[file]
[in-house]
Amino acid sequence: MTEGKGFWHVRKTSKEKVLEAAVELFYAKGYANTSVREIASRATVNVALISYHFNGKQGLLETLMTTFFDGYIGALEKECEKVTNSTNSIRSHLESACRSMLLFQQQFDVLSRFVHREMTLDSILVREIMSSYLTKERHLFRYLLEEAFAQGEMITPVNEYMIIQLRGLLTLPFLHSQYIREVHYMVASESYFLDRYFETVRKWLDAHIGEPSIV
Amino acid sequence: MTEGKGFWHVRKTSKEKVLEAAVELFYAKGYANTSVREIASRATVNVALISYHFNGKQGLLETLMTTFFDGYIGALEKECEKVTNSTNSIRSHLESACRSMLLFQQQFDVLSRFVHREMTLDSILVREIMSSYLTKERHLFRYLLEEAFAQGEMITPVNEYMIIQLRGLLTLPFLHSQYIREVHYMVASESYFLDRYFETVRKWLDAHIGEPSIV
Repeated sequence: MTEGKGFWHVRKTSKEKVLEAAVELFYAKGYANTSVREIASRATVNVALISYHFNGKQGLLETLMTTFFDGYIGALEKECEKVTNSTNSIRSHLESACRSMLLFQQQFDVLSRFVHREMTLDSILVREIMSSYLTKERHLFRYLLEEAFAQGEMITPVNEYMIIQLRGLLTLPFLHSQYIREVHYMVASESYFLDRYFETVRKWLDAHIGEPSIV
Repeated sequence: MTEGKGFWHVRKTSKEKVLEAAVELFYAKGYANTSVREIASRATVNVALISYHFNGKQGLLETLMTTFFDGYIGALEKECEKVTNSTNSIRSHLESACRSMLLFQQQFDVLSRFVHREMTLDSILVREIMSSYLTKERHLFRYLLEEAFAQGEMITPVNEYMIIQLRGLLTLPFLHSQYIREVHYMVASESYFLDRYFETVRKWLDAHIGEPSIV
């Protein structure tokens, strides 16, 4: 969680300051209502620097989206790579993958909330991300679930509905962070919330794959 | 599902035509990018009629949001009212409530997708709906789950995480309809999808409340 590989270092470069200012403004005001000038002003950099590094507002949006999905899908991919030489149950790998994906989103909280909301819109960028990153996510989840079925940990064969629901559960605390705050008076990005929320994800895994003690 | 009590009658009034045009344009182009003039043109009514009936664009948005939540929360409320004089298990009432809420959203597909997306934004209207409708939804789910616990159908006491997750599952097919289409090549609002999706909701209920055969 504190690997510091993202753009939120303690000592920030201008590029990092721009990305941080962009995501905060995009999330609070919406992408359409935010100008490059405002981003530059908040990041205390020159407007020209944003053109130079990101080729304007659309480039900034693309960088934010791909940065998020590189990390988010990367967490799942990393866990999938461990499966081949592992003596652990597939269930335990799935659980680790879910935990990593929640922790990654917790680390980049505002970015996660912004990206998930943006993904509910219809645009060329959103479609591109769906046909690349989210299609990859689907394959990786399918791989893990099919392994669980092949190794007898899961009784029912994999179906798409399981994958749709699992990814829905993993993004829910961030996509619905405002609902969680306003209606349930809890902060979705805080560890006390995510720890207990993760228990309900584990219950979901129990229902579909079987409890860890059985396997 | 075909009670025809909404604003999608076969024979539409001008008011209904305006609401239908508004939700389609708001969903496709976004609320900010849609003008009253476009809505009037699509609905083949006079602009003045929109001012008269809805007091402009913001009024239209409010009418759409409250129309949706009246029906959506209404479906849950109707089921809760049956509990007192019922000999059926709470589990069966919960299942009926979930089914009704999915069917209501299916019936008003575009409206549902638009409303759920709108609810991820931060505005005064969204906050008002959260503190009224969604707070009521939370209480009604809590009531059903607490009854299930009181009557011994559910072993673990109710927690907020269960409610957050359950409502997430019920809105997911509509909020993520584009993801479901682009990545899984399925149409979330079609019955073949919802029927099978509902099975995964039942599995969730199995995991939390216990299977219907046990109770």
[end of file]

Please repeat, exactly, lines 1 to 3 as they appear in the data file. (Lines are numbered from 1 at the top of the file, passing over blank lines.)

[in-house]
Amino acid sequence: MTEGKGFWHVRKTSKEKVLEAAVELFYAKGYANTSVREIASRATVNVALISYHFNGKQGLLETLMTTFFDGYIGALEKECEKVTNSTNSIRSHLESACRSMLLFQQQFDVLSRFVHREMTLDSILVREIMSSYLTKERHLFRYLLEEAFAQGEMITPVNEYMIIQLRGLLTLPFLHSQYIREVHYMVASESYFLDRYFETVRKWLDAHIGEPSIV
Amino acid sequence: MTEGKGFWHVRKTSKEKVLEAAVELFYAKGYANTSVREIASRATVNVALISYHFNGKQGLLETLMTTFFDGYIGALEKECEKVTNSTNSIRSHLESACRSMLLFQQQFDVLSRFVHREMTLDSILVREIMSSYLTKERHLFRYLLEEAFAQGEMITPVNEYMIIQLRGLLTLPFLHSQYIREVHYMVASESYFLDRYFETVRKWLDAHIGEPSIV